Review: Microsoft's Windows 10 gets it right – but is it too late?
Windows 10 is everything its predecessor should have been: it adapts between tablets and laptops, provides a consistent performance across phones and Xbox, and works as fast as the interfaces people have become used to from Google and Apple.
That it is accompanied by holographic goggles even shows nostalgic, vaulting ambition from Microsoft.
Sad to report, however, that this feels like Windows Vista all over again – Vista was fixed by Windows 7, and now Windows 10 is fixing Windows 8. This time round the problems are once again as much PR and momentum as they are technology, but there are few opportunities where Microsoft is regaining ground from the insurgents even if it does make better products.
What, then does Windows 10 really offer? There’s the Start Menu, back to make life easier, or to make up for Microsoft making life harder by taking it away. There’s increased use of OneDrive, although Microsoft also has a new(ish) partnership with Dropbox, who people trust more. That means you can access files anywhere, all the time. There’s comprehensive integration of Cortana, the voice assistant who can take on Siri and Google Now in the battle to be the best hardly used feature offered to still largely indifferent consumers. There’s a new stripped-down browser codenamed Spartan that offers a reading mode, the chance to annotate webpages or save them to read later, and generally do a host of things that are available in a host of other products.
If this makes it sound like Windows 10 isn’t a great leap forward for consumers, that’s because it’s hard to see where it is. But that’s not the point: this is a new piece of software that will be used by billions over years to come and needs to just work. The company dropped the ball last time round and it needs to regain the faith of manufacturers and consumers alike. In that context, the HoloLens glasses that Microsoft also unveiled may overlay the world with additional information on its semi-transparent lenses, but it exists as much to reassure the world that Microsoft’s Windows 10 is backed up by radical new ideas too. They may yet change the world, if the world suddently becomes populated by people happy to wear stupid-looking glasses, or some very clever industrial designers make them look a lot better.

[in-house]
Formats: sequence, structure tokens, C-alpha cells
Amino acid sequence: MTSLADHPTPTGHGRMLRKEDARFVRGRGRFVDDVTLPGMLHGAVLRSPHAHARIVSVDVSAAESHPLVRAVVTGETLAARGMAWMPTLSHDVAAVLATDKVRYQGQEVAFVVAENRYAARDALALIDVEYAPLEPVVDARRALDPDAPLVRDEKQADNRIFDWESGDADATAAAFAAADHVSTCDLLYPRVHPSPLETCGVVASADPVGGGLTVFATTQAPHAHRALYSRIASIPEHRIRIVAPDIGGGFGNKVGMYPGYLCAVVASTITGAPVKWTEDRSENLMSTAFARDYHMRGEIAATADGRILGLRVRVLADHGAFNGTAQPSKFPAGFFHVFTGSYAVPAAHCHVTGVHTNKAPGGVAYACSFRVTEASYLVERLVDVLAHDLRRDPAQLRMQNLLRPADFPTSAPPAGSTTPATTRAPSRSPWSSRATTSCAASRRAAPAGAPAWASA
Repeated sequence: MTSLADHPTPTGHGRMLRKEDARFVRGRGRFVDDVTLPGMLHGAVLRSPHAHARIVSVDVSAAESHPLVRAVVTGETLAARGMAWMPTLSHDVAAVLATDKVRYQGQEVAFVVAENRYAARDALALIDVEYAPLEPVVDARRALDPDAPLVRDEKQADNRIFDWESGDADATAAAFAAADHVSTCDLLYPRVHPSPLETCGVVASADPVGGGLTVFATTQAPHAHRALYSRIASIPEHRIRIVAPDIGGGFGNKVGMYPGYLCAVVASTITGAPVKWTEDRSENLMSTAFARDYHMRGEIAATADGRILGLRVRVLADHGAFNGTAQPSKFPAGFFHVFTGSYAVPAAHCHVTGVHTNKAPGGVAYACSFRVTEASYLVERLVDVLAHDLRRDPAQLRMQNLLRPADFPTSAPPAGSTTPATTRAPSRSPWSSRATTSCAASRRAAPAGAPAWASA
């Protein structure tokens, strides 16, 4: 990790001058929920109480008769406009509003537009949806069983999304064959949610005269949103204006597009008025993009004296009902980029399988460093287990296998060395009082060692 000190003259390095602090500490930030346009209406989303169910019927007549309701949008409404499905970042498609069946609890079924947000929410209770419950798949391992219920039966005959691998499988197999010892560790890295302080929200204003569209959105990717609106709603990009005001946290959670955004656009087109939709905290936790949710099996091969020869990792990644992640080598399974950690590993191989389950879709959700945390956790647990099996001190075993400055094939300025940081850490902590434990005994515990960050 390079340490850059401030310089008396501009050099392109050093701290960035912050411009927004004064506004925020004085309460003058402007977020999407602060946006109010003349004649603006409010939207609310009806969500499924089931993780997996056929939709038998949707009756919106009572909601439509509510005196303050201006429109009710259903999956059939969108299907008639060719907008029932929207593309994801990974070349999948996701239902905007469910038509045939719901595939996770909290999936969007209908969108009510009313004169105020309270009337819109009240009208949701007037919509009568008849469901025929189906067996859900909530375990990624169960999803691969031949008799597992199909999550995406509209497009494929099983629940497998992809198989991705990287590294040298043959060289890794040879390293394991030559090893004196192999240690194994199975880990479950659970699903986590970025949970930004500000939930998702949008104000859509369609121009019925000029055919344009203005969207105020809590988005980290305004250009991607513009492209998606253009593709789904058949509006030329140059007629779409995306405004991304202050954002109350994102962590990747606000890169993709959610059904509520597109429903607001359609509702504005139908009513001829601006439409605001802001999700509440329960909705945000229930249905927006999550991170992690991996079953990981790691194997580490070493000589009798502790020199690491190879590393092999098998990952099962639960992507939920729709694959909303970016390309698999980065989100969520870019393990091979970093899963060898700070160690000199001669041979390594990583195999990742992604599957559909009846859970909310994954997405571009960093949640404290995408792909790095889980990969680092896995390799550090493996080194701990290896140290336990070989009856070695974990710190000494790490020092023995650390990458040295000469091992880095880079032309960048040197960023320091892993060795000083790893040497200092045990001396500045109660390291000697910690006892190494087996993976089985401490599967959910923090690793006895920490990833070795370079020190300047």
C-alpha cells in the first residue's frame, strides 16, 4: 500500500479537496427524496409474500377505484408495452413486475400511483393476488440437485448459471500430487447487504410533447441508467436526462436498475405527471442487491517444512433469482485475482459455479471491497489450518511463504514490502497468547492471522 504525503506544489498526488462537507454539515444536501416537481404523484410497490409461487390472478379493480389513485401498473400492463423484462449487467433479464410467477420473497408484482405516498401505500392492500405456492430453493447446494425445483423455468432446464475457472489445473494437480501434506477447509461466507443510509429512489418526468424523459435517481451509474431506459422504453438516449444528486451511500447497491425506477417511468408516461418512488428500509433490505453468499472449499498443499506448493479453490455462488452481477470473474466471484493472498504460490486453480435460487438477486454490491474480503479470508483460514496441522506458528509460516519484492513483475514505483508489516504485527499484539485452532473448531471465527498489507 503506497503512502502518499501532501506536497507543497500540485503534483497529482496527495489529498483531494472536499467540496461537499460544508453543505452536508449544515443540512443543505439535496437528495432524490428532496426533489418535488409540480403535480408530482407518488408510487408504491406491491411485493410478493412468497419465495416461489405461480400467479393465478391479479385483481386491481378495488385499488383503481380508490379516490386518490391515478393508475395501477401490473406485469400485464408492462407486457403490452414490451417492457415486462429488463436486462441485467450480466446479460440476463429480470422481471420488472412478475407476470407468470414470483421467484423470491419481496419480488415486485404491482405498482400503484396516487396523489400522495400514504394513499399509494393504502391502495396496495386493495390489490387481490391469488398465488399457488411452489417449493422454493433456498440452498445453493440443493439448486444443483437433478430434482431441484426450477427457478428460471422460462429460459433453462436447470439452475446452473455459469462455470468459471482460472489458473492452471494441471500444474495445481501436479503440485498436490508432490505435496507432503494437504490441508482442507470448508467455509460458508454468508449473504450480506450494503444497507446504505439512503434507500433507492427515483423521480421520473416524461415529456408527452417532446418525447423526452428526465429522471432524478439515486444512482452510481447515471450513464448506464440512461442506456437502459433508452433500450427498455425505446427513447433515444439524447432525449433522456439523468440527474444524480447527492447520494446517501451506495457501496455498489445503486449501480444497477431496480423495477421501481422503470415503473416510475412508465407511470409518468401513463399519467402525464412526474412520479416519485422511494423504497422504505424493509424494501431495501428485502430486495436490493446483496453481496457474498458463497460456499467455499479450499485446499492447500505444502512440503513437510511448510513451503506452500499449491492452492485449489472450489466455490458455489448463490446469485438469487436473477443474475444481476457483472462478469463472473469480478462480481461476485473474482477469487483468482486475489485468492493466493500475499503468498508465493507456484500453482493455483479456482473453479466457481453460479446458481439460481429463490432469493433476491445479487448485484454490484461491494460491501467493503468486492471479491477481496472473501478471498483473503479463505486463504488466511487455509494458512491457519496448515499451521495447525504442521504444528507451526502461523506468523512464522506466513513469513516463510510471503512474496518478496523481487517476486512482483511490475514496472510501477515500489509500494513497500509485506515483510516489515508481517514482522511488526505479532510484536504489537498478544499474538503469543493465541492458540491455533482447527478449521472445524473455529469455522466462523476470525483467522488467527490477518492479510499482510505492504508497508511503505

What does all this mean for Microsoft? That it’s acknowledged that even if Windows 8 worked for some people on some devices, it ceded yet more ground to the iPad and Android and it failed to persuade users that the company understood the future. Now finally every app should work for touchscreens or on laptops, but this is essentially going to be a free upgrade for most users. The battle Microsoft sees itself fighting could therefore be characterised not so much as an attempt to persuade users that it rather than anyone else offers the better experience – it is trying to make sure that it preserves its market share, for fear of users going elsewhere. Windows 10 looks like a superb product, albeit belated. But it also looks like it comes from a company that wants to avoid the very real prospect of going into retreat.
As analysts at Forrester put it: “If successful, HoloLens will ultimately expand the way people interact with machines just as the mouse-based interface did in the 1990s, and touch interfaces did after the introduction of the iPhone in 2007.” But on Windows 10 itself, “The plans don't show enough potential for creating a differentiated mobile experience that will draw developers and customers away from iOS and Android." In both areas, that’s far too many ‘ifs’ and uncertainties for comfort.